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LOUISE FAIRSAVE: Careful with hire purchase


LOUISE FAIRSAVE: Careful with hire purchase

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THE PERIOD encompassing Independence and Christmas is one when most Barbadians would wish to have their homes at their best for visitors from overseas and for the Christmas Day feast. It’s also when merchants are carefully sharpening their hire purchase tools. 

With the availability of hire purchase, many homes can be adequately outfitted for this special period. More than anything else, hire purchase provides greater affordability in terms of being able to meet the periodic payments. 

Yet it is useful to consider the relative cost of the hire purchase service. For some homeowners, money sense goes out the window completely during the festive season. They then scramble to rationalise how much they have committed themselves to pay. 

Let us consider a couple of examples of hire purchase. In our first case, the appliance is offered for a cash price of $1 999. Alternately, a down payment of $314 is required and then 18 monthly instalments of $113. 

For starters, we will accept that the hire purchase option is a valuable service. So, it is expected that the payment over time will cost more. This higher cost amounts to $2 348 ($314 + 18 times $113). 

The difference between the cash purchase and the hire purchase is $349 ($2 348 – $1 999), which is about 12 per cent simple interest on $1 999 for an 18-month period. This interest level seems high but not exorbitant. 

Yet, it is important to recognise that as instalments are made on the debt, the balance owing reduces. The full $1 999 does not remain outstanding for the entire 18 months. So, if the interest rate is recomputed using this reducing balance effect, it works out at about 24 per cent, a significant number to reconsider.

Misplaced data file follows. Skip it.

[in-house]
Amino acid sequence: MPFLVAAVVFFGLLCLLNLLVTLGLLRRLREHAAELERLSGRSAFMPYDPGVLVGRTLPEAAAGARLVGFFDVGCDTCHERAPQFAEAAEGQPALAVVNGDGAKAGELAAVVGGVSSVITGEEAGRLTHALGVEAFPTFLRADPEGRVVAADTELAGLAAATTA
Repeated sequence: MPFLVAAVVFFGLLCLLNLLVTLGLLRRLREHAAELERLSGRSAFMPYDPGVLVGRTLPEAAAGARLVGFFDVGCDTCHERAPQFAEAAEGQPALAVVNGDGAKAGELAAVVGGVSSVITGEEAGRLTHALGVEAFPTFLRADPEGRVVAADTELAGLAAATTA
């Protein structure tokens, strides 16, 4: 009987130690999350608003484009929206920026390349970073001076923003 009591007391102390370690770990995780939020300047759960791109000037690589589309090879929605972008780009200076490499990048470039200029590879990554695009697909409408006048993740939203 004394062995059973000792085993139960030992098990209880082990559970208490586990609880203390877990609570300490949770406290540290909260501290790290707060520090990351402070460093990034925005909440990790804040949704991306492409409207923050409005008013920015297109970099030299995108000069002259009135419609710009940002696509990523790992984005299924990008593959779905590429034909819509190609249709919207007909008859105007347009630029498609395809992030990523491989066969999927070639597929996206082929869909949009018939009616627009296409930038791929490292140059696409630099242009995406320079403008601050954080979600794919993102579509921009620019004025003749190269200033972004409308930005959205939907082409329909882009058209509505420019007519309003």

Yet, hire purchase, even at that relatively high financing cost, may be justifiable where the inflation rate is high.

Let us look at another example. The cash price of the appliance is $1 258. The hire purchase arrangement involves 24 monthly instalments of $82.33 each. The cash outlay for the hire purchase option is 24 times $82.33 or $1 975.92. 

The difference between the cash purchase and the hire purchase is $717.92. In simple interest terms, this works out to be about 28 per cent interest on the full $1 258 for a two-year period. The recomputed interest rate based on the reducing balance effect is of the order of 48 per cent – an astounding percentage.

As an additional caution, you should note that merchants are typically hesitant to disclose the finance charge in a hire purchase agreement. You may just have to make a computation of your own. In addition, please check if additional charges such as delivery and insurance are included. 

When you consider how difficult it may be for you to earn upwards of 12 per cent on any of your various investments, you may more rationally review the hire purchase option. 

If it is at all possible to delay your purchase so you can save part or all the cash payment needed, you will be better off financially in the long run.


Louise Fairsave is a personal financial management adviser, providing practical advice on money and estate matters. Her advice is general in nature; readers should seek advice about their specific circumstances. Email [email protected]

This column is sponsored by the Barbados Workers’ Union Co-op Credit Union Ltd.

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